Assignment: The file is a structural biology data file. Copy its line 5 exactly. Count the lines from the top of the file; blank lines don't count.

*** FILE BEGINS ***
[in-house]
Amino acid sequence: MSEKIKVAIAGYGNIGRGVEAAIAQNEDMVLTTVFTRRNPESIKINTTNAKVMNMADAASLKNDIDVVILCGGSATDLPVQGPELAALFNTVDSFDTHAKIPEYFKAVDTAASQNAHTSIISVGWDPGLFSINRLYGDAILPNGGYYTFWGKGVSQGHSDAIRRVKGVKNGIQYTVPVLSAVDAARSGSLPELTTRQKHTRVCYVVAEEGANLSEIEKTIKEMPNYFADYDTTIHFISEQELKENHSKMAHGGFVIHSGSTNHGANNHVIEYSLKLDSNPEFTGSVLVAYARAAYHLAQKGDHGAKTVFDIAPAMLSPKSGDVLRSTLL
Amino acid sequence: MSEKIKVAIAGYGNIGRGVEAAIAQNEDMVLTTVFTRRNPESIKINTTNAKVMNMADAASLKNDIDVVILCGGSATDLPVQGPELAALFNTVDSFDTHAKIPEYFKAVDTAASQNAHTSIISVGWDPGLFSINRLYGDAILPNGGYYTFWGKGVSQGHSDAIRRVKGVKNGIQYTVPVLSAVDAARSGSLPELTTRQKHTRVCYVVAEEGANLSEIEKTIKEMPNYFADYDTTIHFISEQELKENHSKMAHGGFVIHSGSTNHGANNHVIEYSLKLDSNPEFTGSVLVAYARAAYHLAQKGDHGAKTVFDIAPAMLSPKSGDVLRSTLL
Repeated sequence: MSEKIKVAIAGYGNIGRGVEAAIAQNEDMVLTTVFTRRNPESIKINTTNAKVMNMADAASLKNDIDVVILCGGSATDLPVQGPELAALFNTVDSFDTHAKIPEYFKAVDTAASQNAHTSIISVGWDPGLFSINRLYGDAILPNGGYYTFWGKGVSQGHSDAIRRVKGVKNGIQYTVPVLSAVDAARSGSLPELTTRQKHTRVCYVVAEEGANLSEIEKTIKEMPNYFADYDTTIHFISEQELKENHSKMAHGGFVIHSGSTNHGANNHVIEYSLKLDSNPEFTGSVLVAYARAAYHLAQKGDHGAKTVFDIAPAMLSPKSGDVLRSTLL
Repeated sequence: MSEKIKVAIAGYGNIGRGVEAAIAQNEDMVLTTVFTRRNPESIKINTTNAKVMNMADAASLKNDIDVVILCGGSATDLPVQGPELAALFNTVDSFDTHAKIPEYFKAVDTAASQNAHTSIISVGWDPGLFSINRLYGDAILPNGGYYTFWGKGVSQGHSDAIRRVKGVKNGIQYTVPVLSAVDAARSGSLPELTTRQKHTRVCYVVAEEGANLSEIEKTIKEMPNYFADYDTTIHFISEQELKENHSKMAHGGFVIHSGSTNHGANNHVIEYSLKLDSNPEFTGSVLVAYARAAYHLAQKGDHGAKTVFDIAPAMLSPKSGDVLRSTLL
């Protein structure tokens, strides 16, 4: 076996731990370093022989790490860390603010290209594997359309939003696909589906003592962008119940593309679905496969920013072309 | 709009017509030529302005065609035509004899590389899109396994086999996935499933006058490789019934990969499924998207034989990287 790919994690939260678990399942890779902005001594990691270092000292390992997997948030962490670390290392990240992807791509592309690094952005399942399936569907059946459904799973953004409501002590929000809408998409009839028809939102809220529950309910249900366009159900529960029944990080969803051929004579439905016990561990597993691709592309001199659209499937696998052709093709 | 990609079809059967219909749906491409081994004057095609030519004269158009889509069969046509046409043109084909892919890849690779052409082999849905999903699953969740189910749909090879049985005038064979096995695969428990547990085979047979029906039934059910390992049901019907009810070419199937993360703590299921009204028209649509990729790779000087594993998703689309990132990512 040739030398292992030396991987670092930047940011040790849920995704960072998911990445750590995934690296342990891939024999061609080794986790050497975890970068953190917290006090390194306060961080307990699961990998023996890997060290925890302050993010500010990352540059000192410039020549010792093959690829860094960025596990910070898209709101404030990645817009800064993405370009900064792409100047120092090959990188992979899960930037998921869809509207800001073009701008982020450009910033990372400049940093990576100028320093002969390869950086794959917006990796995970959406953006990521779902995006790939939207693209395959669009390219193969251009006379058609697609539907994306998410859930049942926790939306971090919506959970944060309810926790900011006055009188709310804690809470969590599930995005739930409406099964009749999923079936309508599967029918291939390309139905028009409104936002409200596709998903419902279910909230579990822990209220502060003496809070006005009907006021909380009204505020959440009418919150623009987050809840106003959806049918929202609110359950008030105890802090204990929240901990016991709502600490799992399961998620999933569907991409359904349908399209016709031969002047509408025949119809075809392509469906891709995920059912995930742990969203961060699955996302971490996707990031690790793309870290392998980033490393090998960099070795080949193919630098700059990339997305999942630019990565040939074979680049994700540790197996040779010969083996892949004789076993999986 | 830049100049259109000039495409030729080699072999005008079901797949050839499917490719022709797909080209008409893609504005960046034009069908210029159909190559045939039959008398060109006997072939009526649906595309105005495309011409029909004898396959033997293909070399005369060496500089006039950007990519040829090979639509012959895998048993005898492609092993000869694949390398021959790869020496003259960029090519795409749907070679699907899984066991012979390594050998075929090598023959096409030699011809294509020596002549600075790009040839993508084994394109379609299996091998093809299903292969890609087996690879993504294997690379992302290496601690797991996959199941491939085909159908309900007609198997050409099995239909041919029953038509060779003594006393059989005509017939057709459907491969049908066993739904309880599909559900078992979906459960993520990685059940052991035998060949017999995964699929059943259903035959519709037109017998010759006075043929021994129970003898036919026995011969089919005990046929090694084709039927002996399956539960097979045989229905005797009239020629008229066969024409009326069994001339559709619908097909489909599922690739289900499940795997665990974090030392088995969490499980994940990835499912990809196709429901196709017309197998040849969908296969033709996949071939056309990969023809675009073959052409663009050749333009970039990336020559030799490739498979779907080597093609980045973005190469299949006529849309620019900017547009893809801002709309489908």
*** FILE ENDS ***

Repeated sequence: MSEKIKVAIAGYGNIGRGVEAAIAQNEDMVLTTVFTRRNPESIKINTTNAKVMNMADAASLKNDIDVVILCGGSATDLPVQGPELAALFNTVDSFDTHAKIPEYFKAVDTAASQNAHTSIISVGWDPGLFSINRLYGDAILPNGGYYTFWGKGVSQGHSDAIRRVKGVKNGIQYTVPVLSAVDAARSGSLPELTTRQKHTRVCYVVAEEGANLSEIEKTIKEMPNYFADYDTTIHFISEQELKENHSKMAHGGFVIHSGSTNHGANNHVIEYSLKLDSNPEFTGSVLVAYARAAYHLAQKGDHGAKTVFDIAPAMLSPKSGDVLRSTLL